Campaigns for mayoral race, so far, so bad
August 22, 1993
The best way for voters to endure the dismal Miami mayoral race is to think of it not merely as another parade of fools, but as a vaudeville audition.
With the election more than two months away, the campaign has already degenerated into a promising orgy of mudslinging and petty sabotage. The three major candidates—Miami Commissioner Miriam Alonso, former Metro Mayor Steve Clark and T. Willard Fair, head of the Urban League—all allege slimeball behavior by their opponents.
The question for Miami voters isn't whether the candidates engage in dirty tricks. It's a given that most of them do. The issue is the quality of these new dirty tricks. Are they personal enough, vicious enough, deceptive enough and craven enough to uphold the city's sewer-rat tradition of scummy politics?
So far, so bad.
Now appearing on many cars are fluorescent bumper stickers that proclaim: "Miriam Alonso is a Communist." Well, Alonso is not a Communist, and every self-respecting Communist ought to be offended at the suggestion. The party's got enough headaches in Miami without having the shrill and conniving Alonso as a member.
On the question of temperament, tabloid newspapers now circulating in Little Havana enigmatically describe the commissioner as "erratic and crazy." Is this propaganda intended to be anti-Alonso, or pro-Alonso? In some precincts, being erratic and crazy would make you the odds-on favorite.
Alonso says the nasty bumper stickers and newspapers can be traced to Steve Clark and his main supporter on the Miami commission, Victor deYurre. The reason that Clark needs a pal on the commission is (in his own words): "I don't know exactly what's going on down at City Hall because I haven't been there for 20 years."
In fact, Clark has made a career of claiming not to know what's going on, and not being there when it was. Still, he is justifiably irked by insinuations from the Alonso camp that, at 69, he's too old to be a forceful mayor. To be fair, Clark never claimed to be a forceful mayor. Hundreds of weekday golfing partners can attest to his devotion to leisure.
Raising questions about Clark's age and alertness is a risky proposition for Alonso. After all, it was she who completely forgot where she lived—and in fact, gave the wrong address—when running for office a few years ago. Perhaps both she and Clark would consent to mutual CAT scans to allay constituent concerns about possible impairment.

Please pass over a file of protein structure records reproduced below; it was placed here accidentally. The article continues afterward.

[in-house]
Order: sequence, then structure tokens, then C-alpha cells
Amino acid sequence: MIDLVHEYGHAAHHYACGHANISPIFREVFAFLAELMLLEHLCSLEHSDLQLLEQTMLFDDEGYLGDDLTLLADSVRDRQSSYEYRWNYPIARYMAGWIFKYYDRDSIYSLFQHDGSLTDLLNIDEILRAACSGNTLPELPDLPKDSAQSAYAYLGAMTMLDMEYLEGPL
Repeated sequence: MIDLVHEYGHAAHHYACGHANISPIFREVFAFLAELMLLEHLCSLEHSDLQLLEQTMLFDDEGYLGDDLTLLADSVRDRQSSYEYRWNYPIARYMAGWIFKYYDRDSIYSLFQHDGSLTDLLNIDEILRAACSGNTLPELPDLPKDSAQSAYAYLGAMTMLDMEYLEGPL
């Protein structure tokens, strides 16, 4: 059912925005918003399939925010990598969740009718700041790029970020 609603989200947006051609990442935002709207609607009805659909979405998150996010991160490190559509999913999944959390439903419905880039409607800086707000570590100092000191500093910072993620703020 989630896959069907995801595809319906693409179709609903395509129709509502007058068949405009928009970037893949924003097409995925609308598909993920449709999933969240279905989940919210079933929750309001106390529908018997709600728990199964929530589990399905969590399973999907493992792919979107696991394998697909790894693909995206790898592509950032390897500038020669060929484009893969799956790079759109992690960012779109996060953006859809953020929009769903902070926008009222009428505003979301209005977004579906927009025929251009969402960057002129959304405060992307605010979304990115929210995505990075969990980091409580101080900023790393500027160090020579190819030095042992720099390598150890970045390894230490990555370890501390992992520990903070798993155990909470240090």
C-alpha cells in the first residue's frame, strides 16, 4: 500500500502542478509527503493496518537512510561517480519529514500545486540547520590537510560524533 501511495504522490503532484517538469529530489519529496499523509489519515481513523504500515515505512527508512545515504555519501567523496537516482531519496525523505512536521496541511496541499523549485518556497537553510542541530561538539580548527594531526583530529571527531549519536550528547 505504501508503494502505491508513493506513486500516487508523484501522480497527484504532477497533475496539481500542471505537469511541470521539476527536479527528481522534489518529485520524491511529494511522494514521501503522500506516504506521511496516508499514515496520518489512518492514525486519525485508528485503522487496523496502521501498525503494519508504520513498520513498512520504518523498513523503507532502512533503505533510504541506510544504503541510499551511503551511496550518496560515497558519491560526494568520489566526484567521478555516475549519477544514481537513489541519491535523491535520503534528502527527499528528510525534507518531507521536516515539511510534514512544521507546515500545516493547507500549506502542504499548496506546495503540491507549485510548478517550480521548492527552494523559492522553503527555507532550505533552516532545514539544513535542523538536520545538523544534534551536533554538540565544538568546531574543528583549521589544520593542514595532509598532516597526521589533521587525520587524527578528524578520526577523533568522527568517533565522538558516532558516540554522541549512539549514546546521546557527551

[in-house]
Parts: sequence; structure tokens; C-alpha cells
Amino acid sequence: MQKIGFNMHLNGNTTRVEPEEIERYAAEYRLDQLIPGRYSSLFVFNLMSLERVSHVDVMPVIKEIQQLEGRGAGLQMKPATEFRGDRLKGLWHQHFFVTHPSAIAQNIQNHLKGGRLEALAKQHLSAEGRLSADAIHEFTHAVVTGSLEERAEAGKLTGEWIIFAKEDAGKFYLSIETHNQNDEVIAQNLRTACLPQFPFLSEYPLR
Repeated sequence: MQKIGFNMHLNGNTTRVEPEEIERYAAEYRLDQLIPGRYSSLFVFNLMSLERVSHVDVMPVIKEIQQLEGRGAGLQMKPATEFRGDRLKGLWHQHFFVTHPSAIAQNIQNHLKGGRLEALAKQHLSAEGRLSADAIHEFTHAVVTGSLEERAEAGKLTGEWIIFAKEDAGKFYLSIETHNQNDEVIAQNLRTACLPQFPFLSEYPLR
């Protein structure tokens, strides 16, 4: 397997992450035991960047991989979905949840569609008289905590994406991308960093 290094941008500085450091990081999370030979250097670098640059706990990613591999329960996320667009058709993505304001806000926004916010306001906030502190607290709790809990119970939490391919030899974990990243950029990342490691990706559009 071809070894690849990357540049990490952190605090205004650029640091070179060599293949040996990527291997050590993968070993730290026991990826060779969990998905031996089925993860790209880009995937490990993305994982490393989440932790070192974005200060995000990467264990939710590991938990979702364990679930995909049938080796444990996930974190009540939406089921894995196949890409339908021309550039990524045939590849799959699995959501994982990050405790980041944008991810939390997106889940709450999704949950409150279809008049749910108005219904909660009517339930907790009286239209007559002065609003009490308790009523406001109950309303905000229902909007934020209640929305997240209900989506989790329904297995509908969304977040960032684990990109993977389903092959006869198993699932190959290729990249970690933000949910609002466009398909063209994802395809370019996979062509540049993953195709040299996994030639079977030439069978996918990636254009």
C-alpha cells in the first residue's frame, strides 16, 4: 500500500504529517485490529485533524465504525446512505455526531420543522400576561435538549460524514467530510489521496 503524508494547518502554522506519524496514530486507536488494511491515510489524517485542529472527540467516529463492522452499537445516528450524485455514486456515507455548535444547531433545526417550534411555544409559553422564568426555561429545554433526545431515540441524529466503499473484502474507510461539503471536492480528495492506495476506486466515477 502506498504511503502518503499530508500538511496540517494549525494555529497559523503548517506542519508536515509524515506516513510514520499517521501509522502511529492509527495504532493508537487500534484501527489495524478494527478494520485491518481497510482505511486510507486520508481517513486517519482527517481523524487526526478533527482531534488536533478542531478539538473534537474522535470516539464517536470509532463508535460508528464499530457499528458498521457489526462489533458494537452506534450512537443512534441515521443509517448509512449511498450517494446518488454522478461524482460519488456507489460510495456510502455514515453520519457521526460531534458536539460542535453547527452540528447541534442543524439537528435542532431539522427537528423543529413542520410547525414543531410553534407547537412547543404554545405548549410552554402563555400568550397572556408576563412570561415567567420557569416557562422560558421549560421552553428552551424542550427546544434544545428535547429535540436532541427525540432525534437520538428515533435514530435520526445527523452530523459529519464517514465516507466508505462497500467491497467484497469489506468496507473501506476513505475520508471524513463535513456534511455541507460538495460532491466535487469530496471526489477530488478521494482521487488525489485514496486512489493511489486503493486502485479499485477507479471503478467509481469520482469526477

A new face in the political cross fire is T. Willard Fair, although he's not unacquainted with controversy. Writing in the Miami Times, Fair (who is black) has attacked other black leaders by naming them "nigger of the year." No fine trophy or plaque accompanies this dubious award.
Fair's opponents have been reminding black voters of his bluntness and have suggested that such coarse tendencies are potentially dangerous in a city where racial tensions lie close to the surface. Fair is also being slammed for failing to support Dade's black tourism boycott. To note that Clark and Alonso didn't support the boycott either would only spoil a perfectly bad dirty trick.
For all his bombast, Fair is easily the smartest of the three mayoral candidates, which automatically makes him the long shot. Alonso, the loudest of the trio, is presumed the front-runner. Clark, heavily bankrolled by developers, is running a strong and defiantly lackluster second. While the race is off to a truly disgraceful start, it will require all the candidates' energy to stay gutter-bound between now and Nov. 2.1 have every confidence they'll sink to the occasion.